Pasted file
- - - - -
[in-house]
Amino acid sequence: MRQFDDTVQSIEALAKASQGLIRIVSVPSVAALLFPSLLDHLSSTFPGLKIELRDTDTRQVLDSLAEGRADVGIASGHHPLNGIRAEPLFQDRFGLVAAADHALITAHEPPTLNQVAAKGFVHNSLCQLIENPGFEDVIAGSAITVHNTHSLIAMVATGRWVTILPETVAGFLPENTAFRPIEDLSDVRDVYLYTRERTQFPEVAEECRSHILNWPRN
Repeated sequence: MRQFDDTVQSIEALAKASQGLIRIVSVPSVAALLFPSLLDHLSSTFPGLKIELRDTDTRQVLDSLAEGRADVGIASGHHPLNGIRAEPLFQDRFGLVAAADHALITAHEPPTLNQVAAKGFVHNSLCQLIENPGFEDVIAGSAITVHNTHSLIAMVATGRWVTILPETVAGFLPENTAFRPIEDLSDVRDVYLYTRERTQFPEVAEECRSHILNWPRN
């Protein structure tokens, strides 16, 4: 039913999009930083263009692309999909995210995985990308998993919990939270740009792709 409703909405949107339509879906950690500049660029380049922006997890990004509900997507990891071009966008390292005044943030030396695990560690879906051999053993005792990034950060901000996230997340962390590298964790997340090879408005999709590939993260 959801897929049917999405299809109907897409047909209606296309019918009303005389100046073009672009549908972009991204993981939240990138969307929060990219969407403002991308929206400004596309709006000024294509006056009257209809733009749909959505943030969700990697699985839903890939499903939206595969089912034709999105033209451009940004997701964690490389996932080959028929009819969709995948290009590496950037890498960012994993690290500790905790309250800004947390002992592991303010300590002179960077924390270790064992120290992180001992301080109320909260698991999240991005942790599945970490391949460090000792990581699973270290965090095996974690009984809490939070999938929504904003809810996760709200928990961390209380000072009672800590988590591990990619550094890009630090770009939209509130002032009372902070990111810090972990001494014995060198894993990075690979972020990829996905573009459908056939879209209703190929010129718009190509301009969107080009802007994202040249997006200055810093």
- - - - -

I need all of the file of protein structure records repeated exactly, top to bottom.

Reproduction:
[in-house]
Amino acid sequence: MRQFDDTVQSIEALAKASQGLIRIVSVPSVAALLFPSLLDHLSSTFPGLKIELRDTDTRQVLDSLAEGRADVGIASGHHPLNGIRAEPLFQDRFGLVAAADHALITAHEPPTLNQVAAKGFVHNSLCQLIENPGFEDVIAGSAITVHNTHSLIAMVATGRWVTILPETVAGFLPENTAFRPIEDLSDVRDVYLYTRERTQFPEVAEECRSHILNWPRN
Repeated sequence: MRQFDDTVQSIEALAKASQGLIRIVSVPSVAALLFPSLLDHLSSTFPGLKIELRDTDTRQVLDSLAEGRADVGIASGHHPLNGIRAEPLFQDRFGLVAAADHALITAHEPPTLNQVAAKGFVHNSLCQLIENPGFEDVIAGSAITVHNTHSLIAMVATGRWVTILPETVAGFLPENTAFRPIEDLSDVRDVYLYTRERTQFPEVAEECRSHILNWPRN
């Protein structure tokens, strides 16, 4: 039913999009930083263009692309999909995210995985990308998993919990939270740009792709 409703909405949107339509879906950690500049660029380049922006997890990004509900997507990891071009966008390292005044943030030396695990560690879906051999053993005792990034950060901000996230997340962390590298964790997340090879408005999709590939993260 959801897929049917999405299809109907897409047909209606296309019918009303005389100046073009672009549908972009991204993981939240990138969307929060990219969407403002991308929206400004596309709006000024294509006056009257209809733009749909959505943030969700990697699985839903890939499903939206595969089912034709999105033209451009940004997701964690490389996932080959028929009819969709995948290009590496950037890498960012994993690290500790905790309250800004947390002992592991303010300590002179960077924390270790064992120290992180001992301080109320909260698991999240991005942790599945970490391949460090000792990581699973270290965090095996974690009984809490939070999938929504904003809810996760709200928990961390209380000072009672800590988590591990990619550094890009630090770009939209509130002032009372902070990111810090972990001494014995060198894993990075690979972020990829996905573009459908056939879209209703190929010129718009190509301009969107080009802007994202040249997006200055810093």